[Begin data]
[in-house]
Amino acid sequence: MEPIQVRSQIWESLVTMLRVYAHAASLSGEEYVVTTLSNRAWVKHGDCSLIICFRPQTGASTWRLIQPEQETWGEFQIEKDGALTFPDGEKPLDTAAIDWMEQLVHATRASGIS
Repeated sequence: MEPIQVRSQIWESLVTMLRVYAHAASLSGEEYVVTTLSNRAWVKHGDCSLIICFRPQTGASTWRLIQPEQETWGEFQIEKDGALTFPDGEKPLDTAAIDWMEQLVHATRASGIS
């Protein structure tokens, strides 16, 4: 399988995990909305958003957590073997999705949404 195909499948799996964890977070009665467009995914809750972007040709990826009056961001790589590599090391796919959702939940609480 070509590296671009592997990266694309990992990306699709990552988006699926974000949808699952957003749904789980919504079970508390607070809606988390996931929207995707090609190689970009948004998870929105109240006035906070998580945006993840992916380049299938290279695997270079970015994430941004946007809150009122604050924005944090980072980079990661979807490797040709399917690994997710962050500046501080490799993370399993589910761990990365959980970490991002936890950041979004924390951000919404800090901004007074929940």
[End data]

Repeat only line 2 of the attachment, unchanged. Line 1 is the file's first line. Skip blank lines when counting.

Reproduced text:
Amino acid sequence: MEPIQVRSQIWESLVTMLRVYAHAASLSGEEYVVTTLSNRAWVKHGDCSLIICFRPQTGASTWRLIQPEQETWGEFQIEKDGALTFPDGEKPLDTAAIDWMEQLVHATRASGIS